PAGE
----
If you enjoy Indian cuisine, you’ve got to get your hands on this informative, instructional and totally irresistible pressure cooking cookbook.
Mindful Indian Meals: The Uniquely Health-Forward (and Gluten-Free!) Take on Indian Cuisine You’ve Got to Try
Cookbook author and food blogger Shivangi Rao is taking traditional Indian cuisine and giving it a healthful upgrade – and it’s totally transformational.
This well-spiced meat-based stew is a warming delicacy found throughout the entirety of the Indian subcontinent.
This Mother's Day, spend quality time with loved ones, enjoy an authentic cultural experience and opt for a gift that keeps on giving, all at once. Dietitian and Wellness Specialist Sapna Punjabi-Gupta will be hosting two online cooking classes featuring Indian eats. All proceeds will be donated towards COVID relief in India.
No need for Indian takeout or packaged frozen curry dinners — we’re showing you how to make your own. Simply mix together the sauce ingredients with the chicken and freeze until ready to use. Then dump the contents into the Instant Pot for an easy dinner, with no mess and no fuss.
For an extra dose of flavor, we looked to vadouvan, a mild French-style curry powder that usually contains shallots and garlic. You can find it at specialty spice shops and online, though any mild curry powder will work.
Ground sumac berries and tahini paste, both staples in Middle Eastern cuisine, are the secret ingredients that bring a splash of unexpected flavor to this creamy soup. To make it extra fancy, try using purple or orange cauliflower for the crispy cauliflower topping.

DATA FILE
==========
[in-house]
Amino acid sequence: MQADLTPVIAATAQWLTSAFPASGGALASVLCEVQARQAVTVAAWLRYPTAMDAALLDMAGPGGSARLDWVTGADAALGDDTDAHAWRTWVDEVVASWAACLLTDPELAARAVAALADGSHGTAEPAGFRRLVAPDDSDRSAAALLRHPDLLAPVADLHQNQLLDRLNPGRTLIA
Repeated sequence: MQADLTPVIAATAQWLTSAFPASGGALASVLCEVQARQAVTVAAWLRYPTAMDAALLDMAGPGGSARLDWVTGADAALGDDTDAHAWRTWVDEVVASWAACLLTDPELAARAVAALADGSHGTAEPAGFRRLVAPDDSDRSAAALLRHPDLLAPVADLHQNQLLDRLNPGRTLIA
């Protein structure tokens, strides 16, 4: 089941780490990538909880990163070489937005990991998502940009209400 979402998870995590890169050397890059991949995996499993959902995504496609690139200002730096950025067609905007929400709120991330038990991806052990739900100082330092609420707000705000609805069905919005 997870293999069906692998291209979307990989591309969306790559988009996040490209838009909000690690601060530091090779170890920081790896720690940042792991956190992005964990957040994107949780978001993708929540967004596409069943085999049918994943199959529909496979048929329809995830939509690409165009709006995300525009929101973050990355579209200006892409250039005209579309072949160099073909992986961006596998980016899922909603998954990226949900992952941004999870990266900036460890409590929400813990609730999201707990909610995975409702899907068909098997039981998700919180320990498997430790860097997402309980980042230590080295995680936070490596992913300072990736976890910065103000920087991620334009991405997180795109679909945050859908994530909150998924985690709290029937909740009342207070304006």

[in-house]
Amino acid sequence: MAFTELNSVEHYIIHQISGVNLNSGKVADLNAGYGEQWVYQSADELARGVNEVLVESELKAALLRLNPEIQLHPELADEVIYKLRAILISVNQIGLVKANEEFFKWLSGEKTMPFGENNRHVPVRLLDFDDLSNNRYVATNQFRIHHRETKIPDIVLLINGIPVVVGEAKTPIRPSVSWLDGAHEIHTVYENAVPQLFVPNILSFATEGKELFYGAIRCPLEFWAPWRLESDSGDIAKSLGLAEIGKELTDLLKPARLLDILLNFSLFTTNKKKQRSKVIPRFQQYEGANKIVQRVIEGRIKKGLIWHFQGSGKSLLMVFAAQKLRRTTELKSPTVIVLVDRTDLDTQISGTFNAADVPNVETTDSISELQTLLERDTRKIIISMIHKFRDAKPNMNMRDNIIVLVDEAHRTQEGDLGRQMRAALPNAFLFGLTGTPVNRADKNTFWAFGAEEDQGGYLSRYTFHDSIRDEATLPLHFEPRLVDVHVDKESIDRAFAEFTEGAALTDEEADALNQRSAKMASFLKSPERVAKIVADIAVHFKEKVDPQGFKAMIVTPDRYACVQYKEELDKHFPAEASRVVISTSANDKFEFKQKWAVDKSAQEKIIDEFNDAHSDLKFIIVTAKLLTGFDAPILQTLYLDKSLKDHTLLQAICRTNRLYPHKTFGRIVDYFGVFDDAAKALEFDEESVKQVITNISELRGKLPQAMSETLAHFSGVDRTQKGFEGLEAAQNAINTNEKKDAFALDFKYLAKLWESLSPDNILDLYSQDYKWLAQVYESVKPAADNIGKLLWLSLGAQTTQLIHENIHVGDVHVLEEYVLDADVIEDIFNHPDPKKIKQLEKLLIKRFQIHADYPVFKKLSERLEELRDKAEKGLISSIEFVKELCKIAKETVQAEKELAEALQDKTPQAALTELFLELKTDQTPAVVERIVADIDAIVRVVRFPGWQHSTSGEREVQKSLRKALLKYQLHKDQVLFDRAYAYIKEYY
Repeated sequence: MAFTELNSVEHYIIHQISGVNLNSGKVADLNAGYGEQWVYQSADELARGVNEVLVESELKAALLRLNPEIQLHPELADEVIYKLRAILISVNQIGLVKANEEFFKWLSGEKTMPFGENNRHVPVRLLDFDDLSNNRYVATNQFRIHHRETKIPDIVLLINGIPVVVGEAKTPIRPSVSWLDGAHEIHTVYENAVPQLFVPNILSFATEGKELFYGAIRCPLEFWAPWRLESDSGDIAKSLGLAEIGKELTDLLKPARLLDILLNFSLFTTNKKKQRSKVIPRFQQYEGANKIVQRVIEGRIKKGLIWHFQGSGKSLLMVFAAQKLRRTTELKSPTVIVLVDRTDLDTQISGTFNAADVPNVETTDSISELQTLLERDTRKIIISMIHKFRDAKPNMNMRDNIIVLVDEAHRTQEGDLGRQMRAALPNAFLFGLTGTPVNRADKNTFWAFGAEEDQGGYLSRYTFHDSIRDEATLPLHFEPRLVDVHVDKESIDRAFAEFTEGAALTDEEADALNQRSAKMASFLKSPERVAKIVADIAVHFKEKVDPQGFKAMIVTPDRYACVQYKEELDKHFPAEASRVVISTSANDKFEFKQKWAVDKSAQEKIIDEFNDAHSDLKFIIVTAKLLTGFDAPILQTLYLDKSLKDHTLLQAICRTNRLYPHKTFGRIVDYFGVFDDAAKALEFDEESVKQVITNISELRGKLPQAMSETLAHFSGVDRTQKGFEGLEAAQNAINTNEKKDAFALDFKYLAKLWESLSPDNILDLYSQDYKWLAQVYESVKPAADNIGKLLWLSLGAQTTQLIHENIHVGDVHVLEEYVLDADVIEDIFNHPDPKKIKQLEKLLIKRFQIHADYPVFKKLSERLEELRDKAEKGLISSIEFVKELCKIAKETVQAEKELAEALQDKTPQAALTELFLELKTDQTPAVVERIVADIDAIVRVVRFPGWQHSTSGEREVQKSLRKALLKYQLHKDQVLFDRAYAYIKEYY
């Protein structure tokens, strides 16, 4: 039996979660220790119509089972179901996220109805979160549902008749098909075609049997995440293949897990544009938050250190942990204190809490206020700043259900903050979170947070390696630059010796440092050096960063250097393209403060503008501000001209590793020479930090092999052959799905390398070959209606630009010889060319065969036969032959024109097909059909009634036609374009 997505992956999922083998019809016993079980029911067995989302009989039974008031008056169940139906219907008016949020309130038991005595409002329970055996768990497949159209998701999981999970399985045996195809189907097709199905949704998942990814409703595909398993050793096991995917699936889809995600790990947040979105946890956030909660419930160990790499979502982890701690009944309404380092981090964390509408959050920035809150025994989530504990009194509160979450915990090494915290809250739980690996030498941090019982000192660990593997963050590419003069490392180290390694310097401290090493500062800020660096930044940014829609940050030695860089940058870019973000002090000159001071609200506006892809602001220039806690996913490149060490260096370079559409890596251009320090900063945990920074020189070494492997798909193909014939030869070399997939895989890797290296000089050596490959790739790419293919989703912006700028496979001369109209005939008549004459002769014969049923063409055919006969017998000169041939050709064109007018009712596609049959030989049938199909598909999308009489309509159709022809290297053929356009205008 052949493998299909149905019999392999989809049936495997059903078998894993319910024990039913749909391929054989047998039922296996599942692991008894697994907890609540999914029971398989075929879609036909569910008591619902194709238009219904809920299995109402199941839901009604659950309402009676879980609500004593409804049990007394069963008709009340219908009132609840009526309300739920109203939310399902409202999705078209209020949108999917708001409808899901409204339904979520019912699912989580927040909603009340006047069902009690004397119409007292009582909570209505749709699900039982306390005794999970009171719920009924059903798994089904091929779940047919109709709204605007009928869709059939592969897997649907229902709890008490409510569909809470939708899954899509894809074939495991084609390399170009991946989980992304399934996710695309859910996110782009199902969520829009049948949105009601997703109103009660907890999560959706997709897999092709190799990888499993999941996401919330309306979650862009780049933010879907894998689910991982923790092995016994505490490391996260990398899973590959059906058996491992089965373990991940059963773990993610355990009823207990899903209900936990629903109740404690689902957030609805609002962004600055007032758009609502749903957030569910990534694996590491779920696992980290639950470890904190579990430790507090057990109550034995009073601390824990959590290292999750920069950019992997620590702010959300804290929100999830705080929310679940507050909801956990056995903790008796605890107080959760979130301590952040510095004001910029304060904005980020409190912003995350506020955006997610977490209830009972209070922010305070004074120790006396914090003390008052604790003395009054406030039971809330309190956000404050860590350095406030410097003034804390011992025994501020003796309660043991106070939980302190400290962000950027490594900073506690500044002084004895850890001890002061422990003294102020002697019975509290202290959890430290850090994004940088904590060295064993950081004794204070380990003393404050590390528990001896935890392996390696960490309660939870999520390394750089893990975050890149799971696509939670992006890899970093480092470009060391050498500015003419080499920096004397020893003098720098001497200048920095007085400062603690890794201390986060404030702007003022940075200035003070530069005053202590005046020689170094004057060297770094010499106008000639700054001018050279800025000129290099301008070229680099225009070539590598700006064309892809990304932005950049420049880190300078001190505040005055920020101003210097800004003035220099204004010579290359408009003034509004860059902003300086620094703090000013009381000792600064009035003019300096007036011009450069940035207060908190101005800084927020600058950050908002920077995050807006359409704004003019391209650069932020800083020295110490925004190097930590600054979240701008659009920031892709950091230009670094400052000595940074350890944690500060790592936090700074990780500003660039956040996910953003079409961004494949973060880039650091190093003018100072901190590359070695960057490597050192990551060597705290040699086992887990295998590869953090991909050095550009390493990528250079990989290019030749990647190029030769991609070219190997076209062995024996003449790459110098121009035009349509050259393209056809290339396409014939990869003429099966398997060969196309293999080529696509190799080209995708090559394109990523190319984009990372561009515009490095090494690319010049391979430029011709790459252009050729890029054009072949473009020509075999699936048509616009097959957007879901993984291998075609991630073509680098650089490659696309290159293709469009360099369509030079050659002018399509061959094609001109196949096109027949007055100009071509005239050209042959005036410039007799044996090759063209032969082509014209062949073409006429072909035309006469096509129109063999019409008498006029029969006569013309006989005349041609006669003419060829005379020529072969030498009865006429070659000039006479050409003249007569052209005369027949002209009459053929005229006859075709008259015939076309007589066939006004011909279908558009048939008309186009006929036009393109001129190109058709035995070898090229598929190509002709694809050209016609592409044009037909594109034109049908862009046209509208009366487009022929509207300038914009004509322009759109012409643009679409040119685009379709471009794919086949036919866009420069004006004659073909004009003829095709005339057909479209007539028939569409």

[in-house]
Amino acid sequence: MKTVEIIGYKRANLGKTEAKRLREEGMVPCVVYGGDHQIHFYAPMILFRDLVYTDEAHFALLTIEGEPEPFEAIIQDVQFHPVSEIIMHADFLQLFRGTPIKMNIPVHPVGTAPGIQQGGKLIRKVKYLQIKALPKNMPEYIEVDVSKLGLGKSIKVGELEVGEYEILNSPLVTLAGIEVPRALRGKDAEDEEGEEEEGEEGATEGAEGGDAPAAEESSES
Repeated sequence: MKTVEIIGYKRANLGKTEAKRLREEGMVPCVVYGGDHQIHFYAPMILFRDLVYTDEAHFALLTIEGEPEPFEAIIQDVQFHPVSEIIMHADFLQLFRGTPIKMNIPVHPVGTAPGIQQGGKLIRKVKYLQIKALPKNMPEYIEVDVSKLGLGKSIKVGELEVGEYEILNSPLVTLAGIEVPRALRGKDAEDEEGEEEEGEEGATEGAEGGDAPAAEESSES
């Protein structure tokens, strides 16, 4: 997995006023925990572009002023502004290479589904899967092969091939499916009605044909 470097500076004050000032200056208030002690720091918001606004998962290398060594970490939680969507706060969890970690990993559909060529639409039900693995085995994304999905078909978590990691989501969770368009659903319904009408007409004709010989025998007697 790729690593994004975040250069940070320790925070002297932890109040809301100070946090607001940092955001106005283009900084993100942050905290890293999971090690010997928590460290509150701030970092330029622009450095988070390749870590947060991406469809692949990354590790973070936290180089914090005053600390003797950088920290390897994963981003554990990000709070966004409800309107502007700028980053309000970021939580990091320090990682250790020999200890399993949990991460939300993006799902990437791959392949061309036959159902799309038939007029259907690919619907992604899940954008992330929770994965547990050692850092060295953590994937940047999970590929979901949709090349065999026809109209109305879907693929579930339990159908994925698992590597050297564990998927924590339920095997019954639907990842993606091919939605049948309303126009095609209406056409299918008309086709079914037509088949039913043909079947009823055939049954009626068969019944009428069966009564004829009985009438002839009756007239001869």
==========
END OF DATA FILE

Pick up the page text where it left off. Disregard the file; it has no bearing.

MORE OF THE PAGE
Russet potatoes have a dry, starchy flesh that becomes wonderfully fluffy when baked, making them the ideal candidate for these richly spiced twice-baked potatoes. Serrano chiles can be quite hot, so reduce the amount used (or substitute with milder jalapeño) if you prefer this dish to be milder.
Yogurt and tomato paste lend richness, and a few spices add layers of flavor to this quick, easy, and nutritious Indian dish. It works seamlessly into your upcoming meal plans!
Cooking times can be vary quite a bit depending on your crockpot, so give yourself some extra time, if possible. For a side or snack, you can easily prepare the slow-cooked chickpeas separately (through Step 2) and store them in an airtight container in the refrigerator for up to 5 days, enjoying them alongside other entrées throughout the week.
Tip: Dried fenugreek leaves (aka kasuri methi) are common in Indian cooking. Famous for their distinctive bitter flavor, kasuri methi are also a healthful source of vitamin C. Look for them in the ethnic section of your grocery store, or at a nearby Indian market.
Few things can instantly warm you up on a cool day like a comforting bowl of soup. Forget sodium-filled canned varieties and put together our spiced cauliflower soup, enlivened with turmeric, cardamom and saffron, with only 15 minutes of hands-on work.
This colorful grain salad is delicious warm or at room temperature. If you don’t have time to soak the Kamut in advance, cook it for an additional 10 to 15 minutes. For a twist, swap in another whole grain, such as faro, barley, quinoa or wheat berries.
A traditional Indian dish, Biryani is typically made with basmati rice and layered with spiced chicken before baking. In this recipe, we’ve swapped the rice for Kamut for added texture, and skipped the layering step to save time – all while keeping its classic, aromatic flavorings. We suggest getting a head start on cooking the Kamut in Step One before chopping or measuring your other ingredients. To reduce cooking time, you can also soak Kamut overnight in water.
An age-old Indian tradition - ghee, or clarified butter - is slowly finding its way into the modern North American kitchen, and it promises a rich depth of flavor in stir-frys, meats and veggies. Follow our step-by-step guide to make your own ghee at home!